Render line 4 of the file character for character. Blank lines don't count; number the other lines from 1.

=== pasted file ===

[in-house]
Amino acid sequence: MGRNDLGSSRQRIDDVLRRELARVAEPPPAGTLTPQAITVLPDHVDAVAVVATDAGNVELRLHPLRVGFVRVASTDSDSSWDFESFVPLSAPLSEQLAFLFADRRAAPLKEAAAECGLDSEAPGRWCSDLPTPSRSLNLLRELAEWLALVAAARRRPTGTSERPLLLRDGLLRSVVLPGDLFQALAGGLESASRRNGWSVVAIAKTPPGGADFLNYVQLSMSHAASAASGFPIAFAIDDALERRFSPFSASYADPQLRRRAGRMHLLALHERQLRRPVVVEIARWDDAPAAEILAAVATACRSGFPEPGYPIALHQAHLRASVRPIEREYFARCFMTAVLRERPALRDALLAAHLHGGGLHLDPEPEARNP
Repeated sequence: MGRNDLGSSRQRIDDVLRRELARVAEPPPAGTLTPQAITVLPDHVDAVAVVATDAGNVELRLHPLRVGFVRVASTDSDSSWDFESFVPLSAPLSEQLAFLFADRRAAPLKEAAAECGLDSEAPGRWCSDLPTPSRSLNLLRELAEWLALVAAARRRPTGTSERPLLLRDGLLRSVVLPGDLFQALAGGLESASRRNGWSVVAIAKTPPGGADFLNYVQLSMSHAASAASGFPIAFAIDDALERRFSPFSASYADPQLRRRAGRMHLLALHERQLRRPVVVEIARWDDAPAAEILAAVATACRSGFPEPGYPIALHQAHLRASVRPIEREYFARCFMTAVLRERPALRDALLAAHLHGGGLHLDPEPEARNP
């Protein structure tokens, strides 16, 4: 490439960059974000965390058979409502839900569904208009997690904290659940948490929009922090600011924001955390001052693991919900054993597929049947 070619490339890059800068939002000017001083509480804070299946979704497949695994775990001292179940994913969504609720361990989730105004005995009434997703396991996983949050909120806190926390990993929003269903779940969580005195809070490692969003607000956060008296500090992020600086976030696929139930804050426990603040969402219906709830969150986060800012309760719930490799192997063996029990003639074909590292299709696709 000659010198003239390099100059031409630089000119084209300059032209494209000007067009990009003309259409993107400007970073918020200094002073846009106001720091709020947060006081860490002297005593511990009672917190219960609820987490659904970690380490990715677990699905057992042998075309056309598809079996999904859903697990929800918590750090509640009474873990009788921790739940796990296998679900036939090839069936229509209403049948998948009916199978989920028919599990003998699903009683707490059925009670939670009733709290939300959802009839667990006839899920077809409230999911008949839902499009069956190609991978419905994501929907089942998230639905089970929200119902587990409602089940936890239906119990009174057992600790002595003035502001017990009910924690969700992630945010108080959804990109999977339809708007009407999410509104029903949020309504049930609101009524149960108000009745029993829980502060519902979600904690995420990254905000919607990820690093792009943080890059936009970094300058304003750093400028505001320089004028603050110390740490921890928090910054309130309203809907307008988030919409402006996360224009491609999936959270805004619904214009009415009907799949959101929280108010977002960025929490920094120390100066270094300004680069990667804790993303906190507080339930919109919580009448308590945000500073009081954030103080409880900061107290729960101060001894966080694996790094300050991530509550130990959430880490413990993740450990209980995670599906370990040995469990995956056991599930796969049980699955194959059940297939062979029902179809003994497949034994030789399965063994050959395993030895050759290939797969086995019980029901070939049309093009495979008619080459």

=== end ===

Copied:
């Protein structure tokens, strides 16, 4: 490439960059974000965390058979409502839900569904208009997690904290659940948490929009922090600011924001955390001052693991919900054993597929049947 070619490339890059800068939002000017001083509480804070299946979704497949695994775990001292179940994913969504609720361990989730105004005995009434997703396991996983949050909120806190926390990993929003269903779940969580005195809070490692969003607000956060008296500090992020600086976030696929139930804050426990603040969402219906709830969150986060800012309760719930490799192997063996029990003639074909590292299709696709 000659010198003239390099100059031409630089000119084209300059032209494209000007067009990009003309259409993107400007970073918020200094002073846009106001720091709020947060006081860490002297005593511990009672917190219960609820987490659904970690380490990715677990699905057992042998075309056309598809079996999904859903697990929800918590750090509640009474873990009788921790739940796990296998679900036939090839069936229509209403049948998948009916199978989920028919599990003998699903009683707490059925009670939670009733709290939300959802009839667990006839899920077809409230999911008949839902499009069956190609991978419905994501929907089942998230639905089970929200119902587990409602089940936890239906119990009174057992600790002595003035502001017990009910924690969700992630945010108080959804990109999977339809708007009407999410509104029903949020309504049930609101009524149960108000009745029993829980502060519902979600904690995420990254905000919607990820690093792009943080890059936009970094300058304003750093400028505001320089004028603050110390740490921890928090910054309130309203809907307008988030919409402006996360224009491609999936959270805004619904214009009415009907799949959101929280108010977002960025929490920094120390100066270094300004680069990667804790993303906190507080339930919109919580009448308590945000500073009081954030103080409880900061107290729960101060001894966080694996790094300050991530509550130990959430880490413990993740450990209980995670599906370990040995469990995956056991599930796969049980699955194959059940297939062979029902179809003994497949034994030789399965063994050959395993030895050759290939797969086995019980029901070939049309093009495979008619080459």